And the real problems that the country has go un-dealt with. I know that it's fashionable to say that the President, the Congress or even God has the responsibility to take care of things, and magically restore us to a place of untouchable world preeminence, but it's not going to happen. This is our work. That's what a Republic (or Democracy, if you must) really means. Yet it seems that every time, we look at the scope of the problem and then look for someone to swoop in and rescue us. If we want to fix the United States, we're going to have to stop bickering over every pointless bit of minutiae that we stumble across, and start working - or fighting - things out. The real things. Not the petty bullshit that we've taken to occupying ourselves with while we wait for a miracle. Not the moronic sideshows that we put on for no better reason than to convince people that "we're one of them." And not the cultivation of Rage, Anxiety, Ignorance and Distrust, no matter how good it makes us feel about ourselves or how comforting it is to be able to blame the Disloyal Others for our self-inflicted woes.

The big-picture, life and death issues. We can't keep pretending that things will magically turn out all right if we just keep it together a little while longer and pick the right political faith to follow. The path that we're on isn't sustainable. Hoping that it lasts until the month after we die isn't a viable strategy, regardless of how well it may have worked for some people a couple of generations ago.

The expectation that we've cultivated, that we can save the future with little more effort than voting for the right people, is a pipe dream. It's time to wake up, be sober and realize that we aren't special (or "exceptional" if you insist) enough for history to give us a pass forever.

Saturday, March 3, 2012

The Plan

Westboro Baptist Church is at it. Again.

I'm starting to come to the conclusion that these guys are really Deep-Cover Peaceniks. Their grand plan is to bring Christians, Moslems, Atheists, Jews, Shinto, Satanists, Zoroastrians, Wiccans, and pretty much any one else who can hold a bat together in what will turn out to be the final act of violence on Earth, before everyone realizes that they have a lot in common, go off to have a few dozen beers and sing cheesy drinking songs.

Now, were it up to me, I'd look for a way to bring humanity together that wouldn't result in being brutally beaten to death, but sometimes, taking one for the team means going all the way.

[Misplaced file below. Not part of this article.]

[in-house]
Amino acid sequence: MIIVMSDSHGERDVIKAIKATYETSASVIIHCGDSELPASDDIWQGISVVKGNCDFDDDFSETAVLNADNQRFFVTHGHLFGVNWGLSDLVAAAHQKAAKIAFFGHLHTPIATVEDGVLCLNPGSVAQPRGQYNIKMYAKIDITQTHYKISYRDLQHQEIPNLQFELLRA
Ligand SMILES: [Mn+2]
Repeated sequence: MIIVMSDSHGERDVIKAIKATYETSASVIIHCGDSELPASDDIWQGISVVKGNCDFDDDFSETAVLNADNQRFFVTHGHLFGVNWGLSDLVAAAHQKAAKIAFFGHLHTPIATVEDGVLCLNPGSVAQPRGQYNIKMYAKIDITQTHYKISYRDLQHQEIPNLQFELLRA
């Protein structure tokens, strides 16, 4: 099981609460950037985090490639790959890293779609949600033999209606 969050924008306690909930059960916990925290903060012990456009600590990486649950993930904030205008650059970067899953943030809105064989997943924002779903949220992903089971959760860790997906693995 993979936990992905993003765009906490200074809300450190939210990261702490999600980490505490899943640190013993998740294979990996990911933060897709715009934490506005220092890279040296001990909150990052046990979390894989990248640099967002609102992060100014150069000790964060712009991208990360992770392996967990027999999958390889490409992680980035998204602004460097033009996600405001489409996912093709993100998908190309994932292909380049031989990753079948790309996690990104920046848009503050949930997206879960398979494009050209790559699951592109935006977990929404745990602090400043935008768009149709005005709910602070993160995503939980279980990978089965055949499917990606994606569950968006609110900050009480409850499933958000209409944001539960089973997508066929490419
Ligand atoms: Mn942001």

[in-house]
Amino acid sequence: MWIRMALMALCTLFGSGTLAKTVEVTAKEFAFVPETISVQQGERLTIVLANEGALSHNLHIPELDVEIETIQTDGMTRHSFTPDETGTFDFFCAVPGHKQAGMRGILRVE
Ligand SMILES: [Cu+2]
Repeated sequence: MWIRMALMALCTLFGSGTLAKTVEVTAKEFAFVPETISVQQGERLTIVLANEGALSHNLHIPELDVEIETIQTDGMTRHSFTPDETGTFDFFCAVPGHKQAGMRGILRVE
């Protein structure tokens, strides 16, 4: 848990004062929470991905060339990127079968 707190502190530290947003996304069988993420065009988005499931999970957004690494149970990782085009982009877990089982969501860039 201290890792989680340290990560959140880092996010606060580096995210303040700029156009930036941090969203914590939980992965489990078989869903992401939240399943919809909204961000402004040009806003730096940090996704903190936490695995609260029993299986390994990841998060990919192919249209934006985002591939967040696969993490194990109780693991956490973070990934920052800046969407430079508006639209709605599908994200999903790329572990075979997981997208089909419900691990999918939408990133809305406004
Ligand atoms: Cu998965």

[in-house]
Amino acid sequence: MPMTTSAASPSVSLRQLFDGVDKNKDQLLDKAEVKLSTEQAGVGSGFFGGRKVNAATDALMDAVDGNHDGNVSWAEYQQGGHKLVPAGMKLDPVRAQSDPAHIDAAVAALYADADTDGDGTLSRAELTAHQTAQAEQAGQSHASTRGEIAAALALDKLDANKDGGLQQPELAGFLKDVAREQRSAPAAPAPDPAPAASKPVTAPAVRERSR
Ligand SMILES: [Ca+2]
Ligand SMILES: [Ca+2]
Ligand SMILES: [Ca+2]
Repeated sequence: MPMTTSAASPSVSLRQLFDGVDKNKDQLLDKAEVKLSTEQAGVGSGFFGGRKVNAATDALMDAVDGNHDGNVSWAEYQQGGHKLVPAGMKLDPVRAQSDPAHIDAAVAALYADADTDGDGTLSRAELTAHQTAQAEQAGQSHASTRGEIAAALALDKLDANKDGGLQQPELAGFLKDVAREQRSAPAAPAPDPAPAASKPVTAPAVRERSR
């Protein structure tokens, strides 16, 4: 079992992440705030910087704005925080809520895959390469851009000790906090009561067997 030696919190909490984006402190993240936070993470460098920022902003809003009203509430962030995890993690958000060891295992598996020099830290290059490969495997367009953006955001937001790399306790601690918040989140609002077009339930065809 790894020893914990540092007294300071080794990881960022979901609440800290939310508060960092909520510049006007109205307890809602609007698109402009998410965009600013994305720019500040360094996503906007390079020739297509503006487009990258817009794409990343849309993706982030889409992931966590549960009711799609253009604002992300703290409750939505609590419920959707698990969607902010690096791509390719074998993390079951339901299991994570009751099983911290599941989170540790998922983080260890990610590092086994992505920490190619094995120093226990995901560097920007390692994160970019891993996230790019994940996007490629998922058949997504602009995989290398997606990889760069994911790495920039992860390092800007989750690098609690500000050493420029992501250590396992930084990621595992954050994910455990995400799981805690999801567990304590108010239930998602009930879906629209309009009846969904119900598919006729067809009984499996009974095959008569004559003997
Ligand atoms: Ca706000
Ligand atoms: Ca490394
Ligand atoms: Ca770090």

This Location Only

Because there aren't any other locations left, most likely.

I once knew the locations of 8 different Blockbuster stores. This is the last of them. I now can't think if a single going Blockbuster within 15 miles of my apartment.

Thursday, March 1, 2012

All Aboard

This is why I don't ride anyone's hate trains.

Normally I don't send or forward a lot of these, but even by my standards, it was a bit touching. I want all of my friends to feel what I felt when I read this. Hope it touches your heart like it did mine.

A little boy said to his mother; 'Mommy, how come I'm black and you're white?' His mother replied, 'Don't even go there Barack! From what I can remember about that party, you're lucky you don't bark!'
The Honorable Richard Cebull, chief U.S. district judge for Montana
When you find it "touching" to slander the dead to mock the living, I don't think that just saying that you're "not a fan" of the President comes anywhere near the truth; "but this goes beyond not being a fan" should win prizes for understatement from far and wide. It takes real emotion, actual feeling, to cloud one's judgement to this level. While Judge Cebull may have honestly believed that this e-mail would never have gone beyond his circle of fellow "non-fans," the simple fact he didn't come to the realization that he was effectively cosigning a mean-spirited slut joke about the President's mother demonstrates to me how the animosity that become such a large part of American politics is destroying our brains.

It's easy to lay this sort of thing at the feet of the right. They're worked long and hard to claim the best seats on this hate train for themselves. But four years ago, it was the political left who were the most vocal about letting their emotions get the better of them. It's always easier to emote than to think. To convince ourselves that the gut reactions that our feelings inspire speak to a deeper truth about the targets of our emotions - and say nothing about ourselves.

We are quick to cast ourselves as puppets of the more powerful - the forces that "make" us feel things. We wrap ourselves in a mantle of victimhood, controlled by outside forces that rob us of our better natures. It justifies not only our anger and bitterness, but our willingness to transgress on others in ways that we claim to find completely unacceptable. And our willingness to keep silent or even rush to the defense when people we want to see as allies take the very actions we decry in our adversaries.

As Americans, we have been brought up to be sensitive to the other in our midst, and to hound them mercilessly. For our entire history, we have shown a willingness to turn on one another, and do react with howls of outrage when confronted with it. But confront it we must, or it will be our end. For there are never pleasant destinations at the ends of hate trains.